A potential role for Ixodid (Hard) tick vectors in the transmission of lumpy skin disease virus in cattle

Tuppurainen, E.S.M., Stoltsz, W.H., Troskie, M., Wallace, D.B., Oura, C.A.L., Mellor, P.S., Coetzer, J.A.W., and Venter, E.H. (2011) A potential role for Ixodid (Hard) tick vectors in the transmission of lumpy skin disease virus in cattle. Transboundary and Emerging Diseases, 58 (2). pp. 93-104.

[img] PDF (Published Version) - Published Version
Restricted to Repository staff only

View at Publisher Website: http://dx.doi.org/10.1111/j.1865-1682.20...
 
42
1


Abstract

Lumpy skin disease (LSD) is an economically important cattle disease. The disease is endemic in many African countries, but outbreaks have also been reported in Madagascar and the Middle East. The aim of this study was to investigate the potential role of ixodid (hard) ticks in the transmission of the disease. Cattle were infected with a virulent, South African field isolate of lumpy skin disease virus (LSDV). Three common African tick species (genera Rhipicephalus, Amblyomma and Rhipicephalus (Boophilus)) in different life cycle stages were fed on the infected animals during the viraemic stage and on skin lesions. Post-feeding, the partially fed male ticks were transferred to the skin of non-infected ‘recipient’ animals, while females were allowed to lay eggs that were then tested using the polymerase chain reaction (PCR) method and virus isolation. Nymphs were allowed to develop for 2–3 weeks after which time they were tested. The non-infected ‘recipient’ cattle were closely monitored, both skin and blood samples were tested using PCR and virus isolation, and serum samples were tested by the serum neutralization test. This is the first report showing molecular evidence of potential transmission of LSDV by ixodid ticks. The study showed evidence of transstadial and transovarial transmission of LSDV by R. (B.) decoloratus ticks and mechanical or intrastadial transmission by R. appendiculatus and A. hebraeum ticks.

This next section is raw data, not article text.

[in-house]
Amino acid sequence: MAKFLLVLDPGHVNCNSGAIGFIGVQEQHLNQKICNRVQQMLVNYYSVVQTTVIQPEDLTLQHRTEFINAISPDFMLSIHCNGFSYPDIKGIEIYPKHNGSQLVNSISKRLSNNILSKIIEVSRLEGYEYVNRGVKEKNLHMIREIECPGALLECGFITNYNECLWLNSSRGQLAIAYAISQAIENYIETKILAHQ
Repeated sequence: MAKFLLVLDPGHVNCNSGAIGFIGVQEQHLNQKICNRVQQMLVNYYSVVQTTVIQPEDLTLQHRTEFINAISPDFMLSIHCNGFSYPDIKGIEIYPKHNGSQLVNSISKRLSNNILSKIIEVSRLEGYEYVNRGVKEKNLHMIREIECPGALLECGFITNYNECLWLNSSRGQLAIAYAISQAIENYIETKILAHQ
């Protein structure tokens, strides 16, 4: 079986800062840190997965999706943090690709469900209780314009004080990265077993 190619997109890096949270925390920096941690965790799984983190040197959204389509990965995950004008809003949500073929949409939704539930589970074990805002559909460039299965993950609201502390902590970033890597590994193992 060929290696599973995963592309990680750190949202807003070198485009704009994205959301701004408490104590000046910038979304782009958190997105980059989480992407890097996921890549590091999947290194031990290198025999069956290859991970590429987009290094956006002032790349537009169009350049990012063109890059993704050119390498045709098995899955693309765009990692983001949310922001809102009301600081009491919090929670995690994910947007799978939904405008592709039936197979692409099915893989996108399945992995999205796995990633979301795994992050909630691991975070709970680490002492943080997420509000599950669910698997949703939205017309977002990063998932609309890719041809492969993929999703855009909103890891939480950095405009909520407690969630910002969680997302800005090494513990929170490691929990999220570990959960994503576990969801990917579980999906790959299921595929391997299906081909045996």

Item ID: 49050
Item Type: Article (Research - C1)
ISSN: 1865-1682
Date Deposited: 04 Jul 2017 22:44
FoR Codes: 07 AGRICULTURAL AND VETERINARY SCIENCES > 0707 Veterinary Sciences > 070712 Veterinary Virology @ 50%
07 AGRICULTURAL AND VETERINARY SCIENCES > 0707 Veterinary Sciences > 070708 Veterinary Parasitology @ 50%
SEO Codes: 97 EXPANDING KNOWLEDGE > 970107 Expanding Knowledge in the Agricultural and Veterinary Sciences @ 100%
Downloads: Total: 1
More Statistics

Actions (Repository Staff Only)

Item Control Page Item Control Page